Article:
(Bowker Author Biography)

Reviews 2

Booklist Review

Plain's latest is impeccably done and ought to please her large readership. It isn't literature, to be sure, but it's the kind of book that reminds us that, since its inception, the novel has been used for instruction and consolation. Richardson's epistolary novels were originally meant to teach good letter-writing style. The biggest nineteenth-century U.S. best-sellers were as much manuals of moral conduct and Christian reassurance as good stories. Indeed, many weren't very good stories, and neither is Whispers. It's the chronicle of the domestic crises of an upper-middle-class woman married to an ambitious, image-obsessed executive who flies into violent rages when he feels thwarted. Yes, she's the long-suffering spouse of a wife beater--a setup right out of the so-called four-hankie movies of the 1930s through 1950s that used to star actresses named Joan, Jane, Jean, and June. Plain's purposes in rehearsing this scenario again are to illustrate what an abusive relationship is, to inculcate that it can afflict women in even the best strata of society, to sympathetically model getting out of such a situation, and to stress how difficult getting out can be even--perhaps especially--for a good, smart, talented woman. She succeeds admirably and affectingly, and her heroine's trials and eventual triumphs will instruct and console a huge audience. (Reviewed Mar. 15, 1993)0385299281Ray Olson

Publisher's Weekly Review

Plain's accomplished portrayal of a seemingly perfect Connecticut homemaker and her abusive husband was a PW bestseller. (Apr.) (c) Copyright PWxyz, LLC. All rights reserved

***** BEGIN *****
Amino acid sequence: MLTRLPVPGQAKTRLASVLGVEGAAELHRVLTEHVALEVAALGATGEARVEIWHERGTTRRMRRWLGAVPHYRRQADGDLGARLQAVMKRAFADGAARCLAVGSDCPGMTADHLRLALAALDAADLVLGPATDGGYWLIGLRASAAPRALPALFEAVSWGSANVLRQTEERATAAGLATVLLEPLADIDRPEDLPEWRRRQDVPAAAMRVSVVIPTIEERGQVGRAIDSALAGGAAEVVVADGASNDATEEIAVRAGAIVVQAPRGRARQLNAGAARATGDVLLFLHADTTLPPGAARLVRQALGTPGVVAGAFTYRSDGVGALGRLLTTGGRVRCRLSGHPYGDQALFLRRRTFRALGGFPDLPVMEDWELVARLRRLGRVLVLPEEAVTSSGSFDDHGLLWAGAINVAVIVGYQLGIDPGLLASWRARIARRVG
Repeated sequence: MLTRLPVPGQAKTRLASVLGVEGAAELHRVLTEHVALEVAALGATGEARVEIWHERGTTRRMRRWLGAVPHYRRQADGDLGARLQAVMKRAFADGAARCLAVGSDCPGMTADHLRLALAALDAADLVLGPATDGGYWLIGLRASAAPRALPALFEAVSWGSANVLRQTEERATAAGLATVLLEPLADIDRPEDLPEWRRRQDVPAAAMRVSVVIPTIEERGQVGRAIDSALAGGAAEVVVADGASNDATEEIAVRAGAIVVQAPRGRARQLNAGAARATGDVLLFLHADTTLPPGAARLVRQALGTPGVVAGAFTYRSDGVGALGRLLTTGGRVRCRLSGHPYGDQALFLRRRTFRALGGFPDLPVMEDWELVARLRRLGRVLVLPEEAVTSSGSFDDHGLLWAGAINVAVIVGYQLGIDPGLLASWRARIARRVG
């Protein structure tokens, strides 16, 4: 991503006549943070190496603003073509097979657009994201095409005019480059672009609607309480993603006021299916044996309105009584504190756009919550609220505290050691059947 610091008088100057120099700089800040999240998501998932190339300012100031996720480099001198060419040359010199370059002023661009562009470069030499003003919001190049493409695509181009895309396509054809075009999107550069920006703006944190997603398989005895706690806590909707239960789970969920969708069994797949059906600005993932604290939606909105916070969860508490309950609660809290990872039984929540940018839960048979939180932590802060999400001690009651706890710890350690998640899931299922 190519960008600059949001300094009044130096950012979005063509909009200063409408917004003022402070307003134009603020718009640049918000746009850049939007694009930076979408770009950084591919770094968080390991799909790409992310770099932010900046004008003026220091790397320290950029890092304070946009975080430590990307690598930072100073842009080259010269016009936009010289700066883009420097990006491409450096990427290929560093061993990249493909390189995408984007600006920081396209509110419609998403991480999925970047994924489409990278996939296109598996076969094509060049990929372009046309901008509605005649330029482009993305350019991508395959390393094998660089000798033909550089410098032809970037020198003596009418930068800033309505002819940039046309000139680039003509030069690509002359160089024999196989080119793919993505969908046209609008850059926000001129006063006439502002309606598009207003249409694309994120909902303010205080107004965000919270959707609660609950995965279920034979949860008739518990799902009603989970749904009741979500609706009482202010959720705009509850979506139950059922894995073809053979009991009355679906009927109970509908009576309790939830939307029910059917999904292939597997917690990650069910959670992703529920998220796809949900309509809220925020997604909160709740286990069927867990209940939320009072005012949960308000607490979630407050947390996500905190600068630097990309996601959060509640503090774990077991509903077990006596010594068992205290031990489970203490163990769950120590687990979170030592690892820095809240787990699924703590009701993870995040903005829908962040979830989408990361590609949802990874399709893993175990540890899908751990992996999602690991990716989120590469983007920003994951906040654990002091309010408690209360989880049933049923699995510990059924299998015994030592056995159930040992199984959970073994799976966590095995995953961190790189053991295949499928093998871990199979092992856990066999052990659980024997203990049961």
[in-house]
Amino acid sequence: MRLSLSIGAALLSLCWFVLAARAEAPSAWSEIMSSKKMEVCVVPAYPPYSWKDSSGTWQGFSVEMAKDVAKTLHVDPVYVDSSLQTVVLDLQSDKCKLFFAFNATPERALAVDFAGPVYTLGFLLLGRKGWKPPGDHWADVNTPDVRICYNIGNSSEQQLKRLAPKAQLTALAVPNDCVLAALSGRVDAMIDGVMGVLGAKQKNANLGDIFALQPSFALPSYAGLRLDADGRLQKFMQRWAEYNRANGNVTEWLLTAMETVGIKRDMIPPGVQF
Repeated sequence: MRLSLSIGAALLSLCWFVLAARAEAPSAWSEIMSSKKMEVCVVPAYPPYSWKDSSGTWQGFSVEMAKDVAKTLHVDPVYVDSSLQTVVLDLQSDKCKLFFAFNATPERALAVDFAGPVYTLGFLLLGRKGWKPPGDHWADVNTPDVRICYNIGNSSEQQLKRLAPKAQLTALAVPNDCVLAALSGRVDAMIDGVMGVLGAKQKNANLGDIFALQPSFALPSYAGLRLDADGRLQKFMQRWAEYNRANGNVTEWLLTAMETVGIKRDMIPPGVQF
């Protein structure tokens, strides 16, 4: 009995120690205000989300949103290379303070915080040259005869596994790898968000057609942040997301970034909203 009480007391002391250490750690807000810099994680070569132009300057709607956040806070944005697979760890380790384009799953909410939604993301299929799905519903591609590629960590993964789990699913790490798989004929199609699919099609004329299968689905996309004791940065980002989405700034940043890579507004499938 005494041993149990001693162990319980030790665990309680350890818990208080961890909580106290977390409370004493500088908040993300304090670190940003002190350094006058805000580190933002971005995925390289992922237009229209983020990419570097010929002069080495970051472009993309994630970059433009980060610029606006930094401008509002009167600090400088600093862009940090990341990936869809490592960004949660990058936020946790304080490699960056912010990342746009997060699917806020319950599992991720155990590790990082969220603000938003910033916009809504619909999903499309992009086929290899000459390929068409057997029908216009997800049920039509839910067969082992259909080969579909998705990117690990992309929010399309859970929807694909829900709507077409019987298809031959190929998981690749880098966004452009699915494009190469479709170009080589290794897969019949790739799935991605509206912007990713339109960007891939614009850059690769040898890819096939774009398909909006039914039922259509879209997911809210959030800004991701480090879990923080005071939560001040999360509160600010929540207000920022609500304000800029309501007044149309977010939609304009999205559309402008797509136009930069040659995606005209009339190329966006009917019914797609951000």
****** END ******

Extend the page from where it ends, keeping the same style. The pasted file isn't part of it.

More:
In dodging Robert's hand, the furious hand aimed at her face, she fell and struck the edge of the closet's open door instead. Now on the floor, stunned by a rush of pain, she leaned against the wall, touched her cheek, and, in a kind of astonishment, stared at the blood on her hand.   Robert's eyes and his mouth had become three dark, round holes in his face.   "Oh, good God!" He knelt beside her. "Let me look. No, let me, Lynn! Thank goodness it's nothing. Just a break in the skin. An accident ... I'll get a washcloth and ice cubes. Here, let me pull you up."   "Don't touch me, damn you!" Thrusting his hand away, she pulled herself up and sat down on the bed between the suitcases. Her face burned, while her cold fingers felt for the rising lump on her cheekbone. Another lump, thick with outrage and tears, rose in her throat.   Robert bustled between the bedroom and the bathroom. "Damn, where's the ice bucket? In a first-class hotel like this you'd think they'd put--oh, here it is. Now just lie back. I'll fix the pillows. Hold this to your face. Does it hurt much?"   His expressions of anxiety were sickening. She closed her eyes. If she could have closed her ears, she would have done so. His voice, so rich, so beautifully modulated, was trying to soothe her.   "You tripped. I know I raised my hand but you tripped. I'm sorry, but you were so angry, you were almost hysterical, Lynn, and I had to stop you somehow."   She opened her eyes. "I? I was so angry? I was almost hysterical? Think again and tell the truth if you can."   "Well, I did lose my temper a little. I'll admit that. But can you blame me? Can you? When I depended on you to do the packing and you know how important this convention is, you know this could be my chance for promotion to the New York headquarters, the main chance of a lifetime maybe, and here I am without a dinner jacket."   "I didn't do it on purpose. Now I'll tell you for the third time that Kitty Lombard told me the men won't be wearing tuxedos. I specifically asked about it."   "Kitty Lombard! She steered you wrong on purpose and you're too stupid to know it. How often have I told you that people like nothing better than to see somebody else look like a fool? Especially in the business world. They all want to sabotage you. When will you learn to stop trusting every Tom, Dick, and Harry you come across? Never, I suppose." Striding across the room, in his powerful indignation, Robert looked about ten feet tall. "And by the way, may I remind you again that it's not called a 'tuxedo'? It's a 'dinner jacket.' "   "All right, all right. I'm a hick, a small-town hick, remember? My dad ran a hardware store. I never saw a dinner jacket except in pictures until I met you. But I never saw a man raise his hand to a woman either."   "Oh, let's stop this, Lynn! There's no sense going over it all night. It's almost six, and the dinner's at seven. Your ice is melting. Let me have a look again."   "I'll take care of myself, thanks. Let me alone."   In the bathroom she closed the door. The full-length mirror reflected a small, freckled woman, still girlish at thirty-six, with bangs and a curving cap of smooth sandy hair worn as she had in high school. The face, pleasing yet unremarkable except for a pair of rather lovely light eyes, was disfigured now by the bruise, much larger than she had imagined and already more hideously, brightly blue and green than one would have thought possible. She was horrified.   Robert opened the door. "Jesus! How can you possibly go downstairs looking like that! Unless--" He frowned over his thoughts.   "Unless what, if you please?"   "Well--I don't know. I could say the airline lost the bag with my clothes, and that you have a stomach virus, one of those twenty-four-hour things. Make yourself comfortable, take a hot bath, keep the ice on your face, get in bed, and read. Call room service and have a good dinner. Relax. It'll do you good. A nice quiet dinner without kids."   Lynn stared at him. "Mr. Efficiency. You have it figured out, as always."   Everything was ruined, this happily anticipated weekend away, the new dress, spring-green silk with crystal buttons, the new bottle of perfume, the manicure, all the joy gone. Sordid ruination. And he could stand there, confident, handsome, and secure, ready to cope, to go forward again.   "I hate you," she said.   "Oh, Lynn, cut it out. I am not, I repeat, not going to go over this business ad infinitum. Just pull yourself together. I have to pull myself together for both our sakes, make an appearance and make the best of this opportunity. All the top brass will be here, and I can't afford to be rattled. I have to think clearly. Now I'm going to get dressed. Thank God my other suit is pressed."   "I know. I pressed it."   "Well, you got one thing straight, at least."   "I keep your whole life straight every day of my life."   "Will you lower your voice? People can hear you in the hall. Do you want to disgrace us both?"   Suddenly, as water is sucked down a drain, her strength rushed out. Her arms, her legs, even her voice refused to work and she dropped facedown onto the wide bed between the open suitcases. Her lips moved silently.   "Peace, peace," they said.   Robert moved about, jingling keys as he dressed. When he was ready to go he came to the bed.   "Well, Lynn? Are you going to stay there like that all rumpled up in your street clothes?"   Her lips moved, but silently, again. "Go away. Just go away," they said.   The door clicked shut. And at that moment the tension broke. All the outrage at injustice, the humiliation of helpless defeat, flowed out in torrential tears, tears that she could never have shed while anyone was watching.   "You were always a proud, spunky little thing," Dad used to say. Oh, such a proud, spunky little thing! she thought as she collapsed into long, heaving, retching sobs.   Much later, as abruptly as the torrent had started, it ceased. She was emptied, calmed, relieved. Cold and stiff from having lain so long uncovered, she got up and, for lack of any other purpose, went to the window. Forty floors below lights moved through the streets; lights dotted the silhouettes of Chicago's towers; light from the silver evening sky sprayed across Lake Michigan. Small, dark, fragmented clouds ran through the silver light and dissolved themselves within it. The whole scene was in motion, while the invisible wind rattled at the window glass.   Behind her the room was too still. Hotel rooms, when you were alone, were as desolate as a house emptied out after death. And Lynn, shuddering, ran to her carry-on bag, took out the photo of her children, and put it on the dresser, saying aloud, "There!" They had created an instant's presence.   And she stood looking, wanting most terribly these two girls whom she had left home in St. Louis only that morning and whom, like any other mother, she had been glad to leave behind for a while. Now, if she possibly could, she would repack her bag and fly back to them. Her beautiful Emily, the replica of Robert, would be at the sophomore dance tonight. Annie would just about now be going back to Aunt Helen's house from a third-grade birthday party. Smart Annie, funny, secretive, sensitive, difficult Annie. Yes, she would fly home to them right now if she could. But Robert had the tickets and the money. She never did have any cash beyond the weekly allowance for the household. And anyway, she thought, remembering, how could I just walk in with this face and without their father?   The silence began to buzz in Lynn's ears. A sensation of fear as of some desperate, unexplainable menace came flooding. The walls closed in.   "I have to get out of here," she said aloud.   Putting on her travel coat, she drew the collar up and wrapped a scarf around her head, drawing it like a peasant's babushka over her cheeks as far as it would go, which was not far enough. Luckily there were only two other people in the elevator during its long descent, a very young couple dressed for some gala event, and so tenderly engrossed with each other that they truly did not give a glance to Lynn's face. In the marble lobby people were either hurrying from cocktails to dinner or else lingering at the vitrines with their displays of glittering splendors, their jewels, leathers, satins, and furs.   Outdoors, cold spring air stung the burning bruise. At a drugstore she stopped to get something for it, a gauze bandage or some ointment, anything.   "I bumped into a door. Isn't that stupid?" she said. Then, shocked at the sight of her swollen eye in the mirror behind the man's head, she added clumsily, "And on top of that, I have this miserable allergy. My eyes--"   The man's own eyes, when he handed her a little package of allergy pills and a soothing ointment, reflected his disbelief and his pity. Overcome with shame at her own naïveté, she rushed away into the anonymity of the street.   Then, walking in the direction of the lake, she remembered vaguely from a previous visit to the city that there would be a green space there with walks and benches. It was really too cold to sit still, but nevertheless she sat down, tightened the coat around her, and gazed out to where the water met the sky. Couples strolled, walking their dogs and talking peaceably. It hurt so much to watch them that she could have wept, if she had not already been wept out. Excerpted from Whispers by Belva Plain All rights reserved by the original copyright owners. Excerpts are provided for display purposes only and may not be reproduced, reprinted or distributed without the written permission of the publisher.